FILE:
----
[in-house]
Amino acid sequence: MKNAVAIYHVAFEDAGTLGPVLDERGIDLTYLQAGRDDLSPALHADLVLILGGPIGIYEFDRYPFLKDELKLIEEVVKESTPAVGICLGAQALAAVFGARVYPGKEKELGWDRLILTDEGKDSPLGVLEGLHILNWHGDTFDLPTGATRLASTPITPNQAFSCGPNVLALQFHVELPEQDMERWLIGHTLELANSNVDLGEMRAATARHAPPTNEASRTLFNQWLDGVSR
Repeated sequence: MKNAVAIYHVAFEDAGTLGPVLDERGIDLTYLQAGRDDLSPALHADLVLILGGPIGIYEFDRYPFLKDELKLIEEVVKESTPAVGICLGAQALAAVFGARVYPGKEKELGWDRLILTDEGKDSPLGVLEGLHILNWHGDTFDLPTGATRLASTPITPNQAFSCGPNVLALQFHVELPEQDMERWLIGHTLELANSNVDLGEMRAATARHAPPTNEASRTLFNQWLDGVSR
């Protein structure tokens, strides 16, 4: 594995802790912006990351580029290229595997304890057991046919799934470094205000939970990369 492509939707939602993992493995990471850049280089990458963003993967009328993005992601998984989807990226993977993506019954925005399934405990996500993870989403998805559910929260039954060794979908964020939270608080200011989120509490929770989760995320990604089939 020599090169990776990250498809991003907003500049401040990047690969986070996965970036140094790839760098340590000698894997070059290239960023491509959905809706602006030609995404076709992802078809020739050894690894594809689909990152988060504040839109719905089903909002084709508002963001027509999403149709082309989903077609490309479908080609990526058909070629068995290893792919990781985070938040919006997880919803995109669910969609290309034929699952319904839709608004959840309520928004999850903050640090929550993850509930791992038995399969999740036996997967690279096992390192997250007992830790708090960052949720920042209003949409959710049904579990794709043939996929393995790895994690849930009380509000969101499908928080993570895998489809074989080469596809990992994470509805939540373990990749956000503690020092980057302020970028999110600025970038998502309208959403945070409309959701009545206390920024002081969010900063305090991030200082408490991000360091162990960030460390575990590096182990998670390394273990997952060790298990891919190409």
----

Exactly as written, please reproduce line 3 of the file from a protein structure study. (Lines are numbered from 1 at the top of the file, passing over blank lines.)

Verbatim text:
Repeated sequence: MKNAVAIYHVAFEDAGTLGPVLDERGIDLTYLQAGRDDLSPALHADLVLILGGPIGIYEFDRYPFLKDELKLIEEVVKESTPAVGICLGAQALAAVFGARVYPGKEKELGWDRLILTDEGKDSPLGVLEGLHILNWHGDTFDLPTGATRLASTPITPNQAFSCGPNVLALQFHVELPEQDMERWLIGHTLELANSNVDLGEMRAATARHAPPTNEASRTLFNQWLDGVSR